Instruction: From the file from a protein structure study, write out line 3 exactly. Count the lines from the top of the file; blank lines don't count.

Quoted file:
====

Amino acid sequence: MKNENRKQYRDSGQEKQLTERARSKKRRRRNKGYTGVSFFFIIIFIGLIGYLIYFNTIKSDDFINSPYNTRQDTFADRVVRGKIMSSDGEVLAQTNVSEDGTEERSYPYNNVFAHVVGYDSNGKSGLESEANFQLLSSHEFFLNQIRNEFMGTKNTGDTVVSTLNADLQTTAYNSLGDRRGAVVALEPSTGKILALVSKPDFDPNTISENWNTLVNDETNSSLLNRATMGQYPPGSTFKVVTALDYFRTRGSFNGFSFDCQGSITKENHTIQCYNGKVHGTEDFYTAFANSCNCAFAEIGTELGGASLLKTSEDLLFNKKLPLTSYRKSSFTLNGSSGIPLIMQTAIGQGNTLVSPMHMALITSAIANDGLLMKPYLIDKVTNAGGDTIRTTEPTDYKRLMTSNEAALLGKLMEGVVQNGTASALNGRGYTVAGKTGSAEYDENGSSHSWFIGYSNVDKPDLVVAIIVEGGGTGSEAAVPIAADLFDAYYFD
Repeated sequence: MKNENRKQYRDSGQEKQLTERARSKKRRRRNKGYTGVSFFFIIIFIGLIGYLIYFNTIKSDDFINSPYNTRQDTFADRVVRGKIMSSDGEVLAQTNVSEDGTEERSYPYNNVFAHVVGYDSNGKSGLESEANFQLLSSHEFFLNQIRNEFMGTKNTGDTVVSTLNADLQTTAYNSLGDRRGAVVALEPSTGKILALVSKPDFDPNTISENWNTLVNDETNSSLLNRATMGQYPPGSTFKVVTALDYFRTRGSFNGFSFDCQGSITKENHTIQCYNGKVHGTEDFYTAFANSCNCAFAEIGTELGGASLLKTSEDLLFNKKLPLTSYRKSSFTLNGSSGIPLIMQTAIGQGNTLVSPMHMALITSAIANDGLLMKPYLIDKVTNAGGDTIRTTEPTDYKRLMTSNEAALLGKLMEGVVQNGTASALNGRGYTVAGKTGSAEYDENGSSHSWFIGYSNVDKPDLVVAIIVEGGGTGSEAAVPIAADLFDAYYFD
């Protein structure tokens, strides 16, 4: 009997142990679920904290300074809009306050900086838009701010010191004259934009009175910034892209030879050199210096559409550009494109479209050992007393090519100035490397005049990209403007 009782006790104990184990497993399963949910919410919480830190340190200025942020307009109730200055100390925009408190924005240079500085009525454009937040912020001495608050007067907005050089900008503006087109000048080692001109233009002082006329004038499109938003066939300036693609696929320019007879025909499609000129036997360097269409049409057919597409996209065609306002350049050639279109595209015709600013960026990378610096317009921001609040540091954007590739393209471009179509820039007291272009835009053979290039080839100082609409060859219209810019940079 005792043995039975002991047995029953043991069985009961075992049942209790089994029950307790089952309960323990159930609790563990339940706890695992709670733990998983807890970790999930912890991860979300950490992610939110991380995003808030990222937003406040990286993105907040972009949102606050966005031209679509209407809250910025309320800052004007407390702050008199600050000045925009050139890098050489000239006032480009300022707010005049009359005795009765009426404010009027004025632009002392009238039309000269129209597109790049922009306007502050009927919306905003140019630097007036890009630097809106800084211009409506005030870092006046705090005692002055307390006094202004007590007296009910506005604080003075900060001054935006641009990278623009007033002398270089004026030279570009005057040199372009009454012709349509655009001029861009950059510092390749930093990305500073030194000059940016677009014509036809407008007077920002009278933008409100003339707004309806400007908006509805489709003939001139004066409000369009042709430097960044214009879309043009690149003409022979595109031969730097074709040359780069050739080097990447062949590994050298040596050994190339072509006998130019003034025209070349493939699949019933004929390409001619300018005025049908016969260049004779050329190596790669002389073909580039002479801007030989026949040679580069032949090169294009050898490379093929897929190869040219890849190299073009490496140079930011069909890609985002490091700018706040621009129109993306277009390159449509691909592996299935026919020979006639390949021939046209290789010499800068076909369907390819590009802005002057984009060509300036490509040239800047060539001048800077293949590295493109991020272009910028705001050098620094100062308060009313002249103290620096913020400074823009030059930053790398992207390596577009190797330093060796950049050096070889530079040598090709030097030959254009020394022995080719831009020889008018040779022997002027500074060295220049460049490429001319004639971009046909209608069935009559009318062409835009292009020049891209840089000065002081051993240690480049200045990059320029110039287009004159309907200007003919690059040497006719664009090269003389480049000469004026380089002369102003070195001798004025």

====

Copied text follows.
């Protein structure tokens, strides 16, 4: 009997142990679920904290300074809009306050900086838009701010010191004259934009009175910034892209030879050199210096559409550009494109479209050992007393090519100035490397005049990209403007 009782006790104990184990497993399963949910919410919480830190340190200025942020307009109730200055100390925009408190924005240079500085009525454009937040912020001495608050007067907005050089900008503006087109000048080692001109233009002082006329004038499109938003066939300036693609696929320019007879025909499609000129036997360097269409049409057919597409996209065609306002350049050639279109595209015709600013960026990378610096317009921001609040540091954007590739393209471009179509820039007291272009835009053979290039080839100082609409060859219209810019940079 005792043995039975002991047995029953043991069985009961075992049942209790089994029950307790089952309960323990159930609790563990339940706890695992709670733990998983807890970790999930912890991860979300950490992610939110991380995003808030990222937003406040990286993105907040972009949102606050966005031209679509209407809250910025309320800052004007407390702050008199600050000045925009050139890098050489000239006032480009300022707010005049009359005795009765009426404010009027004025632009002392009238039309000269129209597109790049922009306007502050009927919306905003140019630097007036890009630097809106800084211009409506005030870092006046705090005692002055307390006094202004007590007296009910506005604080003075900060001054935006641009990278623009007033002398270089004026030279570009005057040199372009009454012709349509655009001029861009950059510092390749930093990305500073030194000059940016677009014509036809407008007077920002009278933008409100003339707004309806400007908006509805489709003939001139004066409000369009042709430097960044214009879309043009690149003409022979595109031969730097074709040359780069050739080097990447062949590994050298040596050994190339072509006998130019003034025209070349493939699949019933004929390409001619300018005025049908016969260049004779050329190596790669002389073909580039002479801007030989026949040679580069032949090169294009050898490379093929897929190869040219890849190299073009490496140079930011069909890609985002490091700018706040621009129109993306277009390159449509691909592996299935026919020979006639390949021939046209290789010499800068076909369907390819590009802005002057984009060509300036490509040239800047060539001048800077293949590295493109991020272009910028705001050098620094100062308060009313002249103290620096913020400074823009030059930053790398992207390596577009190797330093060796950049050096070889530079040598090709030097030959254009020394022995080719831009020889008018040779022997002027500074060295220049460049490429001319004639971009046909209608069935009559009318062409835009292009020049891209840089000065002081051993240690480049200045990059320029110039287009004159309907200007003919690059040497006719664009090269003389480049000469004026380089002369102003070195001798004025």